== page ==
With Russia possibly on the verge of escalating the Donbas War, it’s worth repudiating Vladimir Putin’s justifications for invading Ukraine.
This summer, Putin explained at length why he believes Russia and Ukraine are inseparable. His is a selective version of history that is illuminating insofar as it reveals Russian attitudes toward Belarusians, Ukrainians and other Slavic peoples in Eastern Europe; it’s not an excuse for denying Ukrainians their right to self-determination.
Putin blames the West for attempting to “divide and rule” the Russian-speaking world by supporting the national (although he wouldn’t use that word) aspirations of former Soviet republics and satellite states.
But Russia created its own security dilemma: countries in Eastern Europe wouldn’t be desperate to join the EU and NATO if it had been able to respect their independence.
He argues Ukraine was “dragged” into conflict by America and Europe, which rejected Russia’s “calls for dialogue”.
Except it was Ukraine, at the time led by a pro-Russian president no less, that chose to enter into an association and trade agreement with the EU, which triggered Putin’s invasion of the Crimea and Donbas.
As for “dialogue”, Western leaders have talked endlessly with Putin, but what’s the point? Russia doesn’t keep its promises. It pledged to respect Ukraine’s territorial integrity in the 1994 Budapest Memorandum on Security Assurances (in which Ukraine gave up its nuclear weapons) and again in the 1997 Friendship Treaty. It obviously hasn’t. It agreed to two ceasefires in Minsk and promised to withdraw its mercenaries, soldiers and weapons from Ukraine. It didn’t. What else is there to talk about?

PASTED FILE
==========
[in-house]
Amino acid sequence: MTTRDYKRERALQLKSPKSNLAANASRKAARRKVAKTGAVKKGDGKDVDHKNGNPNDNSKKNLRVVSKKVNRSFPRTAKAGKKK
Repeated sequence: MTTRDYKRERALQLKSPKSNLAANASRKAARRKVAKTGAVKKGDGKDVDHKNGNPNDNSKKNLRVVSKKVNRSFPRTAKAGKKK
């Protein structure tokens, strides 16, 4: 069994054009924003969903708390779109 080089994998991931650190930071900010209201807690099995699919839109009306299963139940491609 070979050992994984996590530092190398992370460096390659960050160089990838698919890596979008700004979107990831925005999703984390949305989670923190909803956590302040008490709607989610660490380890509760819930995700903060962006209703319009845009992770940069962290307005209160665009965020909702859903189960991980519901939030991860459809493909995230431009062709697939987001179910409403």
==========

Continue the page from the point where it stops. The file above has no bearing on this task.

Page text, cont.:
Putin believes Ukraine has been robbed by corrupt elites. (Presumably the same elites who signed lucrative business deals with Russian state-controlled companies, like Gazprom, over the years.) It was one of the most prosperous republics of the Soviet Union and has become one of the poorest countries in Europe. (Poorer, per capita, than Russia.) Putin promises that closer commercial, cultural and security relations will benefit both Russia and Ukraine.
That might be more persuasive if Putin hadn’t invaded and annexed the Crimean Peninsula and amassed tanks and troops on the Ukrainian border. His promise sounds more like a threat.
Putin is in denial. The Ukrainian people haven’t been led astray by oligarchs and neo-Nazis, a favorite Russian bugbear. They have made their wish to be Western clear in elections, referendums and polls, only more so since Putin split the Russia-friendly regions of Crimea, Donetsk and Luhansk from the west of the country.
Even if they had been led astray, the test of Russia’s “respect [for] Ukrainians’ desire to see their country free, safe and prosperous” (Putin’s words) is not if it can accept their choices when it believes they make the right ones; it’s if it can tolerate them when it believes they make the wrong ones.